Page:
In a happy turn of serendipity, I recently found myself enjoying two new children's books about things that fly.
Balloons over Broadway, written and illustrated by Melissa Sweet, and The Fabulous Flying Machines of Alberto Santos-Dumont, written by Victoria Griffith and illustrated by Eva Montanari, both transport the reader back to the early years of the 20th century, before television and Pokemon. A hundred years ago, children played with sticks and rocks. At least, that is, when they weren't too busy working. In 1910, two million children under the age of fifteen were employed (some would say 'enslaved') in industrial jobs in the United States. This left little time for reading or anything else. Child labor reform would soon lead to improvements in public education--now children needed to be looked after during the day--and effectively ushered in a second Golden Age of children's literature, adding soon-to-be classics from giants like Dr. Seuss, Virginia Lee Burton, and Robert McCloskey to the canon populated by Alice and Pooh.
Now it's 2011. Today's kids have it better, at least in some ways. Life expectancies are up and industrial accidents are down. On the other hand, youngsters often very easily fall into the trap of 24/7 branded characters and hand-held devices. Parents must try harder than ever to pull children away from video games and instead nurture their own imagination. So you want something entertaining but also illuminating? Step right this way! Learning isn't just for kids, anyway. I'm no toddler myself, but I had no clue about the origin of the balloons in the Macy's Thanksgiving Day Parade. And I would have claimed that the Wright Brothers invented the airplane. Clearly, reading books with your children is an opportunity not only to spend time together, but also to share in the discovery of knowledge.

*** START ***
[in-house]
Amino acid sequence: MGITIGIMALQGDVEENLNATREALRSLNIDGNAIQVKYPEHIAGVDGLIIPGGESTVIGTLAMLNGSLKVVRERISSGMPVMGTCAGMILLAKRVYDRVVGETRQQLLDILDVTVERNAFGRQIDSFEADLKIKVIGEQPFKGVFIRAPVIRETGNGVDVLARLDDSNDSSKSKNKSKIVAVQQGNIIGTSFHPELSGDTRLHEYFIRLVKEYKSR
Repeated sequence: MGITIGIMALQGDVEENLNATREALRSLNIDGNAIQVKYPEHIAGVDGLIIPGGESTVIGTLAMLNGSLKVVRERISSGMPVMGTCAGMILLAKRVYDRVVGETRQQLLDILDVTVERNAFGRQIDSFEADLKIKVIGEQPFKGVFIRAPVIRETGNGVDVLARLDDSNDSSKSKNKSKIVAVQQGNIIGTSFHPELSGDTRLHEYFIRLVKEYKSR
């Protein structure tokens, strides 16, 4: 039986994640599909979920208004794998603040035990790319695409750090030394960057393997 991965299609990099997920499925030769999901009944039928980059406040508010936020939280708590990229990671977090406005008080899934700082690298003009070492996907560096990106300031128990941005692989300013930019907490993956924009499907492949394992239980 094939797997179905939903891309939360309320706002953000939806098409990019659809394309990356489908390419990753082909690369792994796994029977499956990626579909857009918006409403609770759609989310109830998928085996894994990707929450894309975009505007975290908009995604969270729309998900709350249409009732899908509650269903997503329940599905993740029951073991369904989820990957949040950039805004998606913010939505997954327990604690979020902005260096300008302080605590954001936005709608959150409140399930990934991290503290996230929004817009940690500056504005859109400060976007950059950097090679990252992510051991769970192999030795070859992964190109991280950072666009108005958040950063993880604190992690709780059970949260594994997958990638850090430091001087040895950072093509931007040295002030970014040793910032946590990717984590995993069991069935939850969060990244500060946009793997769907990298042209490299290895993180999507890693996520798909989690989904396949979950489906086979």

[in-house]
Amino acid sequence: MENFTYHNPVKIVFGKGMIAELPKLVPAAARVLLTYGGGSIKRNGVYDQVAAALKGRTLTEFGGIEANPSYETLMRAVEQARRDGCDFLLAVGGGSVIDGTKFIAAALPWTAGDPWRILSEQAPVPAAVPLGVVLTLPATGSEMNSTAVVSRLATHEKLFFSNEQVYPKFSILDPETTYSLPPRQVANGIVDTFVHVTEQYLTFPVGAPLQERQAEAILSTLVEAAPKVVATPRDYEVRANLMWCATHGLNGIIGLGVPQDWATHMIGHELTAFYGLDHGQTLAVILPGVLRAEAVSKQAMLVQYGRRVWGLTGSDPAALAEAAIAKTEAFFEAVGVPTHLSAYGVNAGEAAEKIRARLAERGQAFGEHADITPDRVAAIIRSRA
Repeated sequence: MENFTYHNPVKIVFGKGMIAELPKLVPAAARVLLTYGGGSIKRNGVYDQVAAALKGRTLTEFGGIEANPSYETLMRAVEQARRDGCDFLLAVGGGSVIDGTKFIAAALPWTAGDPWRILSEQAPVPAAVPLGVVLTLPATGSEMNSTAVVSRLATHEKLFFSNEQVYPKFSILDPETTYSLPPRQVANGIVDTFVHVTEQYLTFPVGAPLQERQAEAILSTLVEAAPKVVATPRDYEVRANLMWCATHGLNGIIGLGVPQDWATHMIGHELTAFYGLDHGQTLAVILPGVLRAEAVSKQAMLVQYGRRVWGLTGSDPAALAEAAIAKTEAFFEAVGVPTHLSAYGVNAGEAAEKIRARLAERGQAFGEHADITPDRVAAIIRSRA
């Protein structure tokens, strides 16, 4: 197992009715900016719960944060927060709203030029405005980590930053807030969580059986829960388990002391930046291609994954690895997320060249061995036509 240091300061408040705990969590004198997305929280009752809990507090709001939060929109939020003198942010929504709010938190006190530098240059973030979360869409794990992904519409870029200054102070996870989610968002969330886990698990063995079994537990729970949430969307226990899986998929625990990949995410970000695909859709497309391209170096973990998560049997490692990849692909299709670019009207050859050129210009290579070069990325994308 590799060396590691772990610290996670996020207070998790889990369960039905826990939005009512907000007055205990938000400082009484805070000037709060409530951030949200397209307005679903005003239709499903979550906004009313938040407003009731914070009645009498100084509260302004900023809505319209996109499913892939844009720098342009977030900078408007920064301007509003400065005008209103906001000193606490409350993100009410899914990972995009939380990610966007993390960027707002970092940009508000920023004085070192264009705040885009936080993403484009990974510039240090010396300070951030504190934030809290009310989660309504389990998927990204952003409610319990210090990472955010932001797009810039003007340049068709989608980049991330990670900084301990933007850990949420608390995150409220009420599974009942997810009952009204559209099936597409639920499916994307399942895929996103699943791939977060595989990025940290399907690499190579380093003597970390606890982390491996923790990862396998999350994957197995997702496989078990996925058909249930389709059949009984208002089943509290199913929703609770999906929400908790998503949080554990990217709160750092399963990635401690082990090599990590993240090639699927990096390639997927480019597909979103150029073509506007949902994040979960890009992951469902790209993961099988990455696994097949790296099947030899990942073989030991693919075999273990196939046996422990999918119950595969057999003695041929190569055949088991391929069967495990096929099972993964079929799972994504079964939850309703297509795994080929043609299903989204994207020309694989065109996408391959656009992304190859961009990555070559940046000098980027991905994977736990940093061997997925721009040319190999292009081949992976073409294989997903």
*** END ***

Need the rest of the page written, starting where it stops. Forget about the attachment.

I found it inspiring to learn about these two pioneers, Tony Sarg ("rhymes with aargh!") and the melodically-named Alberto Santos-Dumont. The former was a child at heart who claimed that he had "never done a stroke of work in my life," while the latter naively believed that harnessing flight would lead to world peace: "Once people are able to fly to different countries, they will see how much we have in common. We will all be friends." Sarg and Santos-Dumont worked tirelessly for the benefit of others. Worthy role models, both.
Sweet's book has an official release date of November 1st, while Griffith's book came out two months ago. Both are large hardcovers with top quality printing and paper. Both also include biographical information presented as Author's Notes, so you can flesh out the stories after doing a little postscript cribbing, or simply let an older child explore further on their own. (Please note that Santos-Dumont took his own life, sadly. Although not mentioned in the other book, Sarg, too, died under less than fairytale circumstances: bankrupt and from a ruptured appendix.)
Both books, too, are written for the same age range (4-8) though I think the upper end is best for the Griffith book, the better to appreciate the more mature Impressionist-inspired artwork by Eva Montanari. This same book also contains a high ratio of words per page which may test the patience of a younger audience.
I would be shocked if anyone has an attention problem with Melissa Sweet's balloon book. But I wouldn't be surprised if it pulls in some kid lit awards at the end of this year. She is already a Caldecott Honoree for her illustrative work, and when you see the tactile world full of mixed media puppetry that she has created here, you will not be surprised, either. I can't remember how many children's books I have reviewed in 2011--Amazon discontinued their tagging feature some months ago--but this was for sure one of the Top Books of the Year for me. You and your child could spend hours looking at every single page. Even the endpapers are eye candy.
Balloons over Broadway: The True Story of the Puppeteer of Macy's Parade and The Fabulous Flying Machines of Alberto Santos-Dumont should both be added to your bookshelf. I hope the authors get the attention and recognition they deserve. They certainly have mine.
[The reviewer was provided with complimentary copies of both books, which are, incidentally, from different publishers.]